What’s better than having a whole-day gaming session? Having a whole-day gaming session without having to spend thousands of dollars on hardware of course!
Cloud gaming has been a godsend for millions of gamers all over the world who simply don’t have the income nor the means to purchase these new generation rigs that most companies are developing games for. Most people are struggling to run Skyrim, a game that is more than 10 years old, while others just have a laptop that they use for work and nothing else.
If you haven’t heard of what cloud gaming is, it’s basically a large database that is technically an awesome gaming PC. People like you and I have the opportunity to use our internet connection to connect to this PC, have it run games on it while we are able to control it with our own keyboards and mouse. The data center then sends the information on our screens, effectively streaming the games for us and our rigs simply perceive it as a YouTube video or a Twitch stream. Needless to say, that requires much less power than actually running the game.
This has allowed people that have maybe 20-year-old laptops to play video games that were released in 2019 or 2020. It’s just very convenient and fun.
However, the most important thing to consider here is not the collective fun that everybody will soon have, but the economics of the gaming industry from here on out. There will be a lot more gamers, therefore much more income for the companies, and finally a lot more games. And more games mean even more players. But for the sake of this article, we will only focus on people who stream those games and the people who watch those streams.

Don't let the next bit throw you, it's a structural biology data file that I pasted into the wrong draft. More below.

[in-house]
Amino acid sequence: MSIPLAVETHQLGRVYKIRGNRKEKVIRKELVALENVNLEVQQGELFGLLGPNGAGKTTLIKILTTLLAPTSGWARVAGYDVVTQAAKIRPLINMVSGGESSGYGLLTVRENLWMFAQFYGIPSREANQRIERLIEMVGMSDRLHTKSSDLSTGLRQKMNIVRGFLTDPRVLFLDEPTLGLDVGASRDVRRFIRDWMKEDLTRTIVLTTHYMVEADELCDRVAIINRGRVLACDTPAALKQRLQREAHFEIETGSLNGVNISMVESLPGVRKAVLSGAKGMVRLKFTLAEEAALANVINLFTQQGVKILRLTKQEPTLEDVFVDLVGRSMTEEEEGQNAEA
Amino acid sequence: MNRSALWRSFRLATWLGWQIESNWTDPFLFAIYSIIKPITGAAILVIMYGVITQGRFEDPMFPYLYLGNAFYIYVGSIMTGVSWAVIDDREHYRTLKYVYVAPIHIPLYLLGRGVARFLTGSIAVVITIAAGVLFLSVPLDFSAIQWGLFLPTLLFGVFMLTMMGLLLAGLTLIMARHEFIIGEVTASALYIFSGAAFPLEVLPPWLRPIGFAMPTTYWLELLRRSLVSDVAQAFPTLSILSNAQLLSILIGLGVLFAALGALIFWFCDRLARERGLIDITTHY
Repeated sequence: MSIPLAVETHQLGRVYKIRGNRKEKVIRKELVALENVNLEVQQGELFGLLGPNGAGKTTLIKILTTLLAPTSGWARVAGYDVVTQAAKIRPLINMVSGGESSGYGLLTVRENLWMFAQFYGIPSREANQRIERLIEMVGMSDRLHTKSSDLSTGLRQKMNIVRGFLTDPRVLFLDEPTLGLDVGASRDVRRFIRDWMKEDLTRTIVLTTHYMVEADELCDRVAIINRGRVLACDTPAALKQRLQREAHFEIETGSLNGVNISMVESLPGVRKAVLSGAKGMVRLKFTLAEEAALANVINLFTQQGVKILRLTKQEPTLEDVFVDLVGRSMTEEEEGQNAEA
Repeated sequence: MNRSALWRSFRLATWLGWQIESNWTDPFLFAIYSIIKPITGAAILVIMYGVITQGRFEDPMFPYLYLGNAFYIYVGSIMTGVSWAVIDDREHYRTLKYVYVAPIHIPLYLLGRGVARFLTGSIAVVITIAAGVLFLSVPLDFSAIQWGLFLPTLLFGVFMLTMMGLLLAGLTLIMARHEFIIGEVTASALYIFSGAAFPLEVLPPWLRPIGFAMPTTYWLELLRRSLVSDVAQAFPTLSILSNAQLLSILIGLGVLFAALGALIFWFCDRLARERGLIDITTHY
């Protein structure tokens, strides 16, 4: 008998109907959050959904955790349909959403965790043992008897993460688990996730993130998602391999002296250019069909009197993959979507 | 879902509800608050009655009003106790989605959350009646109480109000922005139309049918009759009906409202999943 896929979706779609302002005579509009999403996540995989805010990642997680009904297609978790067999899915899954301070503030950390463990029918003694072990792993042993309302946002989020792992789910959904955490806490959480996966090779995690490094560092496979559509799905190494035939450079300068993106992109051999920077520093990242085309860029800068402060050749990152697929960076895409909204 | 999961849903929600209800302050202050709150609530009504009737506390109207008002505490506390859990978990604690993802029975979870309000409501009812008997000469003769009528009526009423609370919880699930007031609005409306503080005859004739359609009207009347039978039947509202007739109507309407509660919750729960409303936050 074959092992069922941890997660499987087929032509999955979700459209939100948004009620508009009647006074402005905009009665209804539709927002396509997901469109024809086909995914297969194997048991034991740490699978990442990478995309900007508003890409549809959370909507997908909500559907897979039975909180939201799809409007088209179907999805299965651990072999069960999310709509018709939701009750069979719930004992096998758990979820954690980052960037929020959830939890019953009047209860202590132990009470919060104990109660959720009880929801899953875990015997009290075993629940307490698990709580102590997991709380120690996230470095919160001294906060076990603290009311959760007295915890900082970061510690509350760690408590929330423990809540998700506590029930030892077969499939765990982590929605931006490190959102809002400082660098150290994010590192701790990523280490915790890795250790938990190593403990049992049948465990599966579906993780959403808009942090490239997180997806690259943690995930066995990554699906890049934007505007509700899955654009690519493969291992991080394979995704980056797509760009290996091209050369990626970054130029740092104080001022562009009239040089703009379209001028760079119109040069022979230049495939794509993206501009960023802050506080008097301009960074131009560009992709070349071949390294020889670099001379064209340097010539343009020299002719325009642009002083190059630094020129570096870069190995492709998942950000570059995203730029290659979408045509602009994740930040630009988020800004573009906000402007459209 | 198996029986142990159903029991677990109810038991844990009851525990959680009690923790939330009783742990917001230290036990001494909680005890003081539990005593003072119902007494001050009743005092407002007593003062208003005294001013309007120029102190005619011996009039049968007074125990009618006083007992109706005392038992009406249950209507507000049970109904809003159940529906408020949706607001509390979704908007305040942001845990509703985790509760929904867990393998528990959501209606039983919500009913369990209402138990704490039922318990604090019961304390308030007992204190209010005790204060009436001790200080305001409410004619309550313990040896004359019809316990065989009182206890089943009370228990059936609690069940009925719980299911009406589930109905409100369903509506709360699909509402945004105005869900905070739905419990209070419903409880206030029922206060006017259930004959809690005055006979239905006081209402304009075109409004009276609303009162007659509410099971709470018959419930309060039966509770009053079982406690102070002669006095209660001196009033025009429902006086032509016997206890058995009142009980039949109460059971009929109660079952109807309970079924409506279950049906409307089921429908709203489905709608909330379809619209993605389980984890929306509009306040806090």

The State of Streaming
Although the streaming community is not very diverse right now, it still acts as a viable source of income. For example, a person playing and streaming a popular game is going to earn much more than a person streaming a less popular game, that’s just obvious. However, there are some big differences here as most earnings are calculated from the subscriptions and donations made on the platforms where the games are streamed themselves. Very few people consider the partnerships and sponsorships that streamers get, and that’s usually the main source of income for them.
For example, 100 potential customers for a company like Ubisoft is not that big because that’s around maybe $6000 worth of games sold, which is not that much considering the scale of the company.
However, 100 potential customers for an indie company is just a huge success.
What I’ve been noticing on Twitch and other streaming services recently is the popularity of games of chance. This doesn’t necessarily have to be games where you spin, but also games that have loot boxes. I’ve seen huge streamers dedicate weeks of content to them just opening boxes and claiming what’s inside.
This was quickly noticed by casinos and it’s a bit of a mess right now. There are dozens of VIP casino promotions offering sponsorships to large streamers so that they play games on their platforms and refer others, but that is just beyond the point as cloud gaming has nothing to do with it directly. What indirect correlation it has is the number of viewers and streamers that could potentially agree to these kinds of sponsorships as competition is sure to grow as well. That is one of the biggest concerns that streaming services should have.
It’s not like it’s hard to hide one’s age on these platforms, right? You can just say you’re 18 and you’re good to go with whatever content you like.
Gaming As a Profession
Considering that streamers and gaming YouTubers are making a decent income through playing games, lots and lots of people are starting to desire it as well, thus giving us a lot more potential big streamers for the future.
Needless to say, whatever may happen to stream platforms themselves, the number of streamers is for sure going to increase, and who wouldn’t want to be part of that?